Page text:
When it comes to farming, most farmers have two options when it comes to the land: own or rent. Often farms are passed down from generation to generation, leaving little farmland up for sale. Many farmers turn to striking a deal and leasing land as a result. Handshakes and verbal agreements might have been the tried-and-true way of doing business in the past, but the nature of farming—and business in general—is a bit more complicated today than in previous years. That’s why it’s important to get a solid lease agreement in writing, protecting your farm and your rights for years to come.
Farm Lease Basics
A good farm lease agreement benefits both the landowner and the tenant. The contract spells out each party’s responsibilities, rights, desires, and needs ahead of the growing season. It may sound like a lot of work upfront, but precisely laying out guidelines from the start can save you time and money—not to mention the stress and tension of a deal gone south.
When drafting a lease agreement, it’s essential to include some necessary information to protect both parties. A strong lease should cover these details as a starting point:
- Length of the lease
- Kind and amount of rent
- Time and places of payment
- Responsibilities of each party
- Accurate description of the land
- Indemnification clause (who pays what in the event of loss due to negligence)
- Any other provisions that have been agreed upon
While the basics of a farm lease agreement define the overall terms, the contract should also take into consideration some other vital issues. We regularly see concerns pop up between farm landlords and tenants about different landowner rights, responsibilities, and privileges. Addressing these in writing within the lease agreement will help your business relationship run more smoothly in the long haul.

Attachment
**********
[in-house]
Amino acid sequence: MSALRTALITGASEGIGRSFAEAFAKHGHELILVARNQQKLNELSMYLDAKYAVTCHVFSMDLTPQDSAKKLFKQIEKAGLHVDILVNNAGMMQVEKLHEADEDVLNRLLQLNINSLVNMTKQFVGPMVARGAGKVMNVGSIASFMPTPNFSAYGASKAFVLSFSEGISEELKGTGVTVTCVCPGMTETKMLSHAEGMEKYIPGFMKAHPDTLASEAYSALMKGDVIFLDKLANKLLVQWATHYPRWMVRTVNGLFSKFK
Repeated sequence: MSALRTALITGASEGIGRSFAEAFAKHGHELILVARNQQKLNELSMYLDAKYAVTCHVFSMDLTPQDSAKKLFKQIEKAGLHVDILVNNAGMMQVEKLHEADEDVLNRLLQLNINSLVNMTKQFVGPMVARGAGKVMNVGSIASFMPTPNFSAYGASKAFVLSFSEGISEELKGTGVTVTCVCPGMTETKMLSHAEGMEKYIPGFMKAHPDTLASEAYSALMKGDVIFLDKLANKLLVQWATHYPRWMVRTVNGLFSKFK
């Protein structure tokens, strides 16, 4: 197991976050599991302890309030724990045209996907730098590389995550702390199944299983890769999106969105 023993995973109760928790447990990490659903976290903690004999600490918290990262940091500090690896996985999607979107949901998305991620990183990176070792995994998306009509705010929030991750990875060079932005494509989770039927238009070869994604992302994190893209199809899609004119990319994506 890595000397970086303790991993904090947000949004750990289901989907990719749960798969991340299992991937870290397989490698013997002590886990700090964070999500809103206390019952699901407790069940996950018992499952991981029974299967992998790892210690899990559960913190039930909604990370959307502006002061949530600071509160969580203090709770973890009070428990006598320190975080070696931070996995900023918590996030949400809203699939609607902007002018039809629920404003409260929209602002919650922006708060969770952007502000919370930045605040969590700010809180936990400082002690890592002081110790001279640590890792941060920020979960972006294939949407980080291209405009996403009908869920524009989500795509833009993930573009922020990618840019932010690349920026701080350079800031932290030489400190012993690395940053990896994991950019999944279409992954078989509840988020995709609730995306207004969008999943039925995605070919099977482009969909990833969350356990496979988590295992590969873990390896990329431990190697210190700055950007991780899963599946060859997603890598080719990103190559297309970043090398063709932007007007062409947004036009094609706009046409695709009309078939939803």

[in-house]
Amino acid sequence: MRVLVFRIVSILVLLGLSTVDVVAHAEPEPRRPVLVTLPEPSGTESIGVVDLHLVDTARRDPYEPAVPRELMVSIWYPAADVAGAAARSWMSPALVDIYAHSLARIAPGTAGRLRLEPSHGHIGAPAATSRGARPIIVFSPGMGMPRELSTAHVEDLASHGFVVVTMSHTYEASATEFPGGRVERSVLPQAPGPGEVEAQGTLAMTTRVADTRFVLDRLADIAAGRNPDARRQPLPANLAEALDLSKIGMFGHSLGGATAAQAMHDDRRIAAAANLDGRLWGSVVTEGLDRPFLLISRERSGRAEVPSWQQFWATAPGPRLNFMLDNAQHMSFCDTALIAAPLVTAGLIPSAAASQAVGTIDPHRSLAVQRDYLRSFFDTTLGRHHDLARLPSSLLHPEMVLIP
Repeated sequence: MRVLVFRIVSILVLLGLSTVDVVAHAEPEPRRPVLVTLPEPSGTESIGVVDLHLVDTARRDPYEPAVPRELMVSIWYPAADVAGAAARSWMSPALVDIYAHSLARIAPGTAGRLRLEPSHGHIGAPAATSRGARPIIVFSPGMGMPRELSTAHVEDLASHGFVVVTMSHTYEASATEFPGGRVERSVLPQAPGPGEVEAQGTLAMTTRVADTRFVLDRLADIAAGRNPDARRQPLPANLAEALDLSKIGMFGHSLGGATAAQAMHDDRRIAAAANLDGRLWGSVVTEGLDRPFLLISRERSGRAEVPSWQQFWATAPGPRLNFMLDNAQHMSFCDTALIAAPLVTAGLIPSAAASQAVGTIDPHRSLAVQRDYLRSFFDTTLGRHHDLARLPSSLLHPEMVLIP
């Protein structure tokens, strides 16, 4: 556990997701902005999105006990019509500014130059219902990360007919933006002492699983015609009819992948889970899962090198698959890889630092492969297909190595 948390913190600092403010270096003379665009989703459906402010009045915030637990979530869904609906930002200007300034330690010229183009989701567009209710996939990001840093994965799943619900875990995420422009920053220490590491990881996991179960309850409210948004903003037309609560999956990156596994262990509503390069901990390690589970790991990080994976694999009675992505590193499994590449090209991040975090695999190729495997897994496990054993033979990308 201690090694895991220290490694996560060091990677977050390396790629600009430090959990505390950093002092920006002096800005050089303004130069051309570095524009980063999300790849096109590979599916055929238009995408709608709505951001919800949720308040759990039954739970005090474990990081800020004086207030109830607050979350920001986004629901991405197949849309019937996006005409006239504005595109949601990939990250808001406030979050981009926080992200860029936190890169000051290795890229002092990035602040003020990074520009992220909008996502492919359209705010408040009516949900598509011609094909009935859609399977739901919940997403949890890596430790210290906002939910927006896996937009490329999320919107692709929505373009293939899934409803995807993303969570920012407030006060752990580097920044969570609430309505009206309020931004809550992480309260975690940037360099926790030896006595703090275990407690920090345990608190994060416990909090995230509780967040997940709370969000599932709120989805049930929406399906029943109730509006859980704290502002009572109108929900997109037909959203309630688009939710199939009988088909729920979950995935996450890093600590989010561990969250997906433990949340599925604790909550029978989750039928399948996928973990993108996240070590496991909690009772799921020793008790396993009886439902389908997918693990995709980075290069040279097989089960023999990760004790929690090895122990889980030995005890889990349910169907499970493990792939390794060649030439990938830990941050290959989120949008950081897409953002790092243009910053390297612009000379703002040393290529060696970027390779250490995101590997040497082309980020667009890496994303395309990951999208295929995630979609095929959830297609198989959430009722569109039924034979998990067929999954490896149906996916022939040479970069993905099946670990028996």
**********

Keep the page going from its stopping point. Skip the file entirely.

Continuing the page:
Here are some things to think about:
- Does anyone have hunting rights on the land?
- Who is responsible for different kinds of repairs or improvements?
- Who is in control of the farming practices on the land?
- What happens if the landowner decides to sell before the lease is up?
Being thoughtful, proactive, and specific when working up a lease agreement can make all the difference. In the past, some words exchanged, and a handshake may have sufficed for closing the deal. After all, your integrity and your word speak volumes. But the truth is this: a thoroughly written agreement is the best way to safeguard your farm and your interests for future generations. Don’t get yourself tangled in a verbal agreement that’s gone sour. At BB&C, we come alongside farmers just like you, whether you own or lease, to protect you and your legacy. Reach out to Cecelia Neihouser Harper at email@example.com or 765-637-9175 to start a conversation today.
The content of this blog is intended to be general and informational in nature. It is advertising material and is not intended to be, nor is it, legal advice to or for any particular person, case, or circumstance. Each situation is different, and you should consult an attorney if you have any questions about your situation.